Australian captain Tim Paine (left) and coach Justin Langer.
Langer's position is quickly becoming untenable, with almost daily revelations of friction between the former opener and the playing group.
The move backfired when the players were paid double what Langer earned, and he now concedes he "should have reacted differently."
It followed reports of a blow-up between Langer and a Cricket Australia staffer during the recent tour of Bangladesh.
"There's no hiding from it, it's been a tough week, certainly a lot tougher for Justin Langer than anyone else," Paine told SEN Radio.
"From a story out of Bangladesh about an argument with an in-house journo and then for it to open up a lot of old wounds in the media – albeit some had been leaked from where we think is inside – (I'm) disappointed in that.
"But at the end of the day, we've had discussions. The stuff that was reported if we're totally honest wasn't anything new, this is stuff that's been dragged up from an Ashes series two or three years ago."
Cricket Australia issued a statement earlier this week publicly backing Langer, and followed that up with a meeting between chief executive Nick Hockley, chairman Earl Eddings, Paine, Aaron Finch and Pat Cummins to thrash out the issue.
Paine says he's been in contact with Langer, who is in quarantine following Australia's disastrous T20 campaign against the West Indies and Bangladesh.
"We've had ongoing discussions with 'JL', JL's had ongoing discussions with me and his players about us always wanting to get better," Paine said.
"It's just been a bit of a shame I think in the last week that a lot of the failings around Australian cricket have been pinned on JL. That's certainly not the case."
At a training camp on the Gold Coast prior to the team's departure for the Caribbean, Langer was given some "confronting" feedback about his leadership style, vowing to change his ways.
That promise is one reason the confrontation with a staffer in Bangladesh has been so publicly dissected.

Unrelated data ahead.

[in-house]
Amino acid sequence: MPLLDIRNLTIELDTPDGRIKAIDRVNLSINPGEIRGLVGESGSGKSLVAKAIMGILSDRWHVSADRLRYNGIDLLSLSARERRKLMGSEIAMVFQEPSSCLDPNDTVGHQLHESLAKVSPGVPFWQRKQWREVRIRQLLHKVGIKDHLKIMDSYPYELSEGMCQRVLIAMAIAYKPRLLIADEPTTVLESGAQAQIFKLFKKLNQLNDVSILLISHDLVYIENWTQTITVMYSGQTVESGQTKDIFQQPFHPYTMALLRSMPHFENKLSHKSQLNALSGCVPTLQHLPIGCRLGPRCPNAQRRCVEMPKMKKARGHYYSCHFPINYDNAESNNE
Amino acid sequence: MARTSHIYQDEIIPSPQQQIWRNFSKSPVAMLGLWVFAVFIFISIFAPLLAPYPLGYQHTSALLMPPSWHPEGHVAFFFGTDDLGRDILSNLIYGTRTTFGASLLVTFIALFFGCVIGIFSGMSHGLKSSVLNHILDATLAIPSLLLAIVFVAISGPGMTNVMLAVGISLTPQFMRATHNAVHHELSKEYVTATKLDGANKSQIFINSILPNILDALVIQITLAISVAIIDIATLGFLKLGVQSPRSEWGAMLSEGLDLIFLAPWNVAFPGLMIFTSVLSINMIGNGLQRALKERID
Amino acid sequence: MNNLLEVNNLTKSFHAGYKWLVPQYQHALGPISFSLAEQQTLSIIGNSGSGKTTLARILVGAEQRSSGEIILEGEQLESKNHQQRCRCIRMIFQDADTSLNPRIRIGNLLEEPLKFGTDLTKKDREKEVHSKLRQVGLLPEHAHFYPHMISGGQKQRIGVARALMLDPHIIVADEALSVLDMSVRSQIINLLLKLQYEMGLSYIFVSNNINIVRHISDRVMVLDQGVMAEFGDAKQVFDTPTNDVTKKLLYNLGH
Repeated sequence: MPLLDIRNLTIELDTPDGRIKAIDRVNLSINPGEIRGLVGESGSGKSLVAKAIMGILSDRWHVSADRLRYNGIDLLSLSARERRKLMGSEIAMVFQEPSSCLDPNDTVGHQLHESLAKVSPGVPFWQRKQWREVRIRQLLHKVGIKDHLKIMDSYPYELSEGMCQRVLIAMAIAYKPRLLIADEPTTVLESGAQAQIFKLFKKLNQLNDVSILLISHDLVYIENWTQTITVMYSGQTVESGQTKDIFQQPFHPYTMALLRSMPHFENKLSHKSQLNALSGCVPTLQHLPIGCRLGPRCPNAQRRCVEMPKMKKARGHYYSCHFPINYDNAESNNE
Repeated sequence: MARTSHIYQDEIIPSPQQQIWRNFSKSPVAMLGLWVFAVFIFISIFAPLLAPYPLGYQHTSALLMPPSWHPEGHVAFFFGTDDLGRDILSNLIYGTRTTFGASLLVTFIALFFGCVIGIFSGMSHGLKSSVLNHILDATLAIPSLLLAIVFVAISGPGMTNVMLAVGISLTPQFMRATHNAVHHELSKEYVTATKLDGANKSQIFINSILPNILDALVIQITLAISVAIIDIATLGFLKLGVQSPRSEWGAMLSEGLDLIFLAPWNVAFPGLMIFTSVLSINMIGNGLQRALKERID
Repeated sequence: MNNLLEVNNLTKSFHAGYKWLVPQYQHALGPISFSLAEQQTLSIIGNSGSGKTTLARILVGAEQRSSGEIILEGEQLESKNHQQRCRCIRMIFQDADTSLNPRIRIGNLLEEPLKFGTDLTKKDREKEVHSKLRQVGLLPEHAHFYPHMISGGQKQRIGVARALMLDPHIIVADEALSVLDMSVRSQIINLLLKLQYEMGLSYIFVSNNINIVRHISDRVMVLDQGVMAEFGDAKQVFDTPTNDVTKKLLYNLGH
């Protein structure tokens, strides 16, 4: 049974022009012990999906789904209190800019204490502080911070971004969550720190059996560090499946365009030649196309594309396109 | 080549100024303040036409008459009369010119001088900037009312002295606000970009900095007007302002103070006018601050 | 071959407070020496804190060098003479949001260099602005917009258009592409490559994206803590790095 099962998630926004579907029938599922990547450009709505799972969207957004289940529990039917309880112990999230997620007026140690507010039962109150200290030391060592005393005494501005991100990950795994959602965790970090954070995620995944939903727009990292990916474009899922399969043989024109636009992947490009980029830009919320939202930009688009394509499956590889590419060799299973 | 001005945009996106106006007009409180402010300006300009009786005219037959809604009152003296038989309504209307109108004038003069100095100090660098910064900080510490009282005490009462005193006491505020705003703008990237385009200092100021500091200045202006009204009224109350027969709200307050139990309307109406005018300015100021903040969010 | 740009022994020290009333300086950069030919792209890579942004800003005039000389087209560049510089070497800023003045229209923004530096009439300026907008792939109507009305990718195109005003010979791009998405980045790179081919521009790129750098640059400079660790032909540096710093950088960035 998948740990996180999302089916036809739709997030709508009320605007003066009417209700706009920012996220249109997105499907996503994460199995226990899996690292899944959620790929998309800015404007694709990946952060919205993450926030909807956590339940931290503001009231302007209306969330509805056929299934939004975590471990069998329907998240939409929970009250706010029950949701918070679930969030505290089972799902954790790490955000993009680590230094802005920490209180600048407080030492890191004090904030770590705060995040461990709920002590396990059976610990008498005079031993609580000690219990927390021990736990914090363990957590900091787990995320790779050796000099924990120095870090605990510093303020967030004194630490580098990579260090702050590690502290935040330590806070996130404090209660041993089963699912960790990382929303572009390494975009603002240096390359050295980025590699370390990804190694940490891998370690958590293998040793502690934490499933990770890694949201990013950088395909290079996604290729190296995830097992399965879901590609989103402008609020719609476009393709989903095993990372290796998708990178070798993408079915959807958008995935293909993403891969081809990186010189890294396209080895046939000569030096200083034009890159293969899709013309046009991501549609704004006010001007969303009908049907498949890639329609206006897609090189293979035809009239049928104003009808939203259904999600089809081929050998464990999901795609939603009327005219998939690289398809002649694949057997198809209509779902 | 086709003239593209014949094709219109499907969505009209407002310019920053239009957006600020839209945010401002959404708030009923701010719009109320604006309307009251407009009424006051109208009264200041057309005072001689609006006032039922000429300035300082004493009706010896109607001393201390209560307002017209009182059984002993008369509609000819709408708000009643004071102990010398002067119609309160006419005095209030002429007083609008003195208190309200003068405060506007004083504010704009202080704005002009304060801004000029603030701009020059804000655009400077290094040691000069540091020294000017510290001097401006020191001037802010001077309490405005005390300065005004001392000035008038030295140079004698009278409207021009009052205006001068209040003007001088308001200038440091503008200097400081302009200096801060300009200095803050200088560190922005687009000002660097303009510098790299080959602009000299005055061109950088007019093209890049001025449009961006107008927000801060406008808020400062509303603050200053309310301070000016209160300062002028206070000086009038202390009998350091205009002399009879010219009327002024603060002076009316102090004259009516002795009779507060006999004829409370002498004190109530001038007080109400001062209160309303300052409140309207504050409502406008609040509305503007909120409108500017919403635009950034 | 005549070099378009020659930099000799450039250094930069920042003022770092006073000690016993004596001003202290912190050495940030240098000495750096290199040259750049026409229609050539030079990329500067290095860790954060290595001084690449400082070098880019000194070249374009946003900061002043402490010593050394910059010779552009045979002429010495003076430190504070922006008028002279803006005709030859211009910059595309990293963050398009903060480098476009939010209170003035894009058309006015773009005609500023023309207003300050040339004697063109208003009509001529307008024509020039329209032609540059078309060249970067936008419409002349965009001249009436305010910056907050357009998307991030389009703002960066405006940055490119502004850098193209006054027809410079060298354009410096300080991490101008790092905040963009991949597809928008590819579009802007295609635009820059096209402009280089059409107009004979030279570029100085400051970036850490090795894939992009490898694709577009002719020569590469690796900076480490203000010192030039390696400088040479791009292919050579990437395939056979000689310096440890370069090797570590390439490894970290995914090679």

The fact that a player leaked details of the incident will be especially concerning to Langer and Cricket Australia, ahead of an important period for the game.
The T20 World Cup, which Australia has never won, takes place in October/November, to be followed by a home defence of the Ashes.
"We've had some really robust conversations amongst our leaders in the last few days and we're really looking forward to the next six months with JL," Paine explained.
"We're looking forward to the World Cup, we're looking forward to the Ashes, it's an exciting period for any cricketer. If anything, I think we're heading into that tournament and series even more galvanised and even more together."
Paine said it was beneficial to have a "tough and robust" conversation between the leaders of the playing group and CA heavyweights.
"It was important that myself, Aaron Finch, Pat Cummins and the leaders of Australian cricket got around him, discussed things that needed to be discussed, and then got around him and supported him and looked to move forward," Paine said.
"There's no doubt the week has been difficult for him, but as I said the last few days, we've been able to galvanise around him and have some really robust discussions on where we want to take this cricket team, what we expect of him and what he expects of us."
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